A SFT with a lipomatous component was initially termed lipomatous hemangiopericytoma as an unusual variant of a hemangiopericytoma. This variant was reclassified as a fat-forming SFT by the WHO in 2013.1 Fat-forming SFTs usually occur in older adults, predominantly in males, and have a broad anatomical distribution.1 Although fat-forming SFTs are typically nonrecurring and nonmetastasizing benign tumors, they can show malignant histologic features and malignant behavior.2-5 Reported cases of malignant fat-forming SFTs revealed that men and women are equally affected, that the age of patients ranged from 20 to 93 years, and that the maximal size of a malignant tumor was 20 cm (range, 3.4 to 20 cm). These tumors commonly involve the thigh and could also affect variable anatomical sites including the calf, neck, scalp, posterior thoracic cavity, ligamentum teres of the liver, arm, pelvis, lower back, vulva, and retroperitoneum.2-5 All of the reported malignant fat-forming SFTs were well emarcated and encapsulated. Tumor necrosis was relatively common; it was observed in eight reported cases. Immunohistochemically, most of the cases were positive for CD34 and/or CD99, and there was only one case of 10 that was negative for both CD34 and CD99.
Histologically, malignant fat-forming SFTs have an ordinary SFT component admixed with variable amounts of mature adipose tissue. The histological features suggestive of malignancy were increased cellularity, pleomorphism, mitotic count over 4 in 10 HPF, hemorrhage, necrosis, and infiltrative margin.1,4 The mitotic count ranged from 2 to 37 in 10 HPF.2-5 However, definitive criteria for malignancy in fat-forming SFTs have yet to be established. In our case, the tumor showed high cellularity, cellular pleomorphism with nuclear atypia, mitoses up to 25/10 HPF, hemorrhage, necrosis, and a partially infiltrative margin. Therefore, we determined this to be a case of malignant fat-forming SFT.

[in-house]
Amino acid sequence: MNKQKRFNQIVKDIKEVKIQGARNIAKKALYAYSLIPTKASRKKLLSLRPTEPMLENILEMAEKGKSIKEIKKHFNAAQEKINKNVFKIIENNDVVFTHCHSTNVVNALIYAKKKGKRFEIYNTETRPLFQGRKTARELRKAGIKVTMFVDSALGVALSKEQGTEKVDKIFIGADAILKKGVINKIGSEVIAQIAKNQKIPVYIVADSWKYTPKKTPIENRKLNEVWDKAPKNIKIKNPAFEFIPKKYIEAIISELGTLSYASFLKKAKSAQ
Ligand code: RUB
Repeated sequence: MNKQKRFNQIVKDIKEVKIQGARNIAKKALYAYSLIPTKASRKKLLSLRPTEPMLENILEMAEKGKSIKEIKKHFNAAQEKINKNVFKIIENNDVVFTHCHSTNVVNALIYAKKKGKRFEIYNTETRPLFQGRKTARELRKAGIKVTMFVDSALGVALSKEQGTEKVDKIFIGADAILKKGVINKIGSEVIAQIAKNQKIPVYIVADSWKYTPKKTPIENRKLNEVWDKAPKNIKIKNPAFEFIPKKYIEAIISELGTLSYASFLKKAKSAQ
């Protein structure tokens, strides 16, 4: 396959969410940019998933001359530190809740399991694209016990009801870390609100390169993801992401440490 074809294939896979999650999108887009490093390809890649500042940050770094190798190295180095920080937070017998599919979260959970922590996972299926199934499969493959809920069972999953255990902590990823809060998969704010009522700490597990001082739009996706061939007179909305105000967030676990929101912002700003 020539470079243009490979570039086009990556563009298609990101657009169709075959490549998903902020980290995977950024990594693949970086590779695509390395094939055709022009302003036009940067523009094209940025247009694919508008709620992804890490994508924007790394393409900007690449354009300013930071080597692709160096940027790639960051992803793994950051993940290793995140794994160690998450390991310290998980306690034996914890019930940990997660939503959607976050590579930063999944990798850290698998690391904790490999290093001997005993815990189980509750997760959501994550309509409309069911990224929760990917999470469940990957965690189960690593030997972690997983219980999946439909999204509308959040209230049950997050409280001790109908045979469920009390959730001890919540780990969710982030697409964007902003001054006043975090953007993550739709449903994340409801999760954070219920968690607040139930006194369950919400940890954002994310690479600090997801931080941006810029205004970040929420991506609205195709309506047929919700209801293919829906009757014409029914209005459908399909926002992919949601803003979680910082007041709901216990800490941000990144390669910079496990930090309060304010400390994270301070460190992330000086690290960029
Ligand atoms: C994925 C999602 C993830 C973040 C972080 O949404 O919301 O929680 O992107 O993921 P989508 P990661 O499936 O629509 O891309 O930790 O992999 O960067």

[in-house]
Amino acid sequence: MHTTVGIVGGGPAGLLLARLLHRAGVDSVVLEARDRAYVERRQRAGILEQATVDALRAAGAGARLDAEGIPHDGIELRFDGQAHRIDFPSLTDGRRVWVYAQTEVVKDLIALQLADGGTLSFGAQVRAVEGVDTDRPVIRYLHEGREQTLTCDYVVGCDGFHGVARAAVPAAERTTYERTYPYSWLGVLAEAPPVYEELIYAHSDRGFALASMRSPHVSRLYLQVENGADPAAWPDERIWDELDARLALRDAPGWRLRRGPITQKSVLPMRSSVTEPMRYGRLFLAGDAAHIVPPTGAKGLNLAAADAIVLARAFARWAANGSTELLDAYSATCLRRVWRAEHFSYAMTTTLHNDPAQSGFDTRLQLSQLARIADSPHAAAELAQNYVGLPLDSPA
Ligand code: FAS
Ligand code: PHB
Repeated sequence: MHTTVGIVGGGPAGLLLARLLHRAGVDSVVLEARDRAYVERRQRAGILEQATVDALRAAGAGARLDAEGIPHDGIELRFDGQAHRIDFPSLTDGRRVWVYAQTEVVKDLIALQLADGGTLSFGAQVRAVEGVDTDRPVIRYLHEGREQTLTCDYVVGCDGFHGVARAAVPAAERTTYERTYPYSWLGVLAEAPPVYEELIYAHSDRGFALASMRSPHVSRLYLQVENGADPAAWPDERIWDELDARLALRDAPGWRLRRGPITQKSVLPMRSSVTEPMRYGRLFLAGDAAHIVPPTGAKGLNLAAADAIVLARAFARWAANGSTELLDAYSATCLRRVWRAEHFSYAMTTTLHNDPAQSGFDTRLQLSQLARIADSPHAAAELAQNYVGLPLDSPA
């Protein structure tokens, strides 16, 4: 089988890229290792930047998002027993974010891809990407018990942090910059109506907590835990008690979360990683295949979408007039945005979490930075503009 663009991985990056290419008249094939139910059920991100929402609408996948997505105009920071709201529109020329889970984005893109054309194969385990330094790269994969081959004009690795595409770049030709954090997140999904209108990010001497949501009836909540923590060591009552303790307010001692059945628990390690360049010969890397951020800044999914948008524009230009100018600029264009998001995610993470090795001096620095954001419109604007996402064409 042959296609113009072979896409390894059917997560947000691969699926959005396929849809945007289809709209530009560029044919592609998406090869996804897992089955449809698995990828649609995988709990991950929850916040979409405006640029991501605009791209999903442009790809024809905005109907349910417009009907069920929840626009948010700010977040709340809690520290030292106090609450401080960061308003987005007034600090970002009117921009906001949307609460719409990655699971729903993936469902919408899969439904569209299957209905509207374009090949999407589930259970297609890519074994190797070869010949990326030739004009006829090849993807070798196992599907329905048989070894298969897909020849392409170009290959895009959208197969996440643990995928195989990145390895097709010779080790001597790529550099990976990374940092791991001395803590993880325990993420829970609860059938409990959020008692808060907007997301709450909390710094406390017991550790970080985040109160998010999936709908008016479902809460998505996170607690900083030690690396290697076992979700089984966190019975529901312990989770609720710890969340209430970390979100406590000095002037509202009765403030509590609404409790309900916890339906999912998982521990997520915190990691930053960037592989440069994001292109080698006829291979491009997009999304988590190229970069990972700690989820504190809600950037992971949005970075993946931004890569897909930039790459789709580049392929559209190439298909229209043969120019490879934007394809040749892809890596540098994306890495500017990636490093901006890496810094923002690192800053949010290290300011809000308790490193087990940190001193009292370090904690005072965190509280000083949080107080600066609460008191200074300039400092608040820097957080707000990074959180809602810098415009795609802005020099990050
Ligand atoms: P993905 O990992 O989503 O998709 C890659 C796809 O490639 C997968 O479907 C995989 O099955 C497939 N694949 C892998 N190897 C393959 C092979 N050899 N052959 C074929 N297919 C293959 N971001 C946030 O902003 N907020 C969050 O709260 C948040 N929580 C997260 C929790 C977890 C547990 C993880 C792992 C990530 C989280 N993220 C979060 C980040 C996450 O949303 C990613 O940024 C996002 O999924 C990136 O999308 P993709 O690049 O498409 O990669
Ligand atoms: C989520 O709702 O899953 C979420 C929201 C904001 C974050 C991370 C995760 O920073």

In most reported cases, mature adipocytes comprise the adipocytic component of the tumor. Multivacuolated lipoblasts with hyperchromatic scalloped nuclei or adipocytes with atypical stromal cells mimicking atypical lipomatous tumors could be observed.4 Our case had only mature adipocytic components and atypical lipoblasts were absent. The origin of the adipocyte of fat-forming SFT still remains unclear. Previous studies have suggested that SFT has an adipocytic component because immature pericytes within the tumor undergo the differentiation into adipocytes that normally occurs in embryologic development; thus, the variable adipocytic components, which range from immature, multivacuolated, lipoblast-like cells to mature adipocytes, can appear in SFTs during this differentiation process.6,7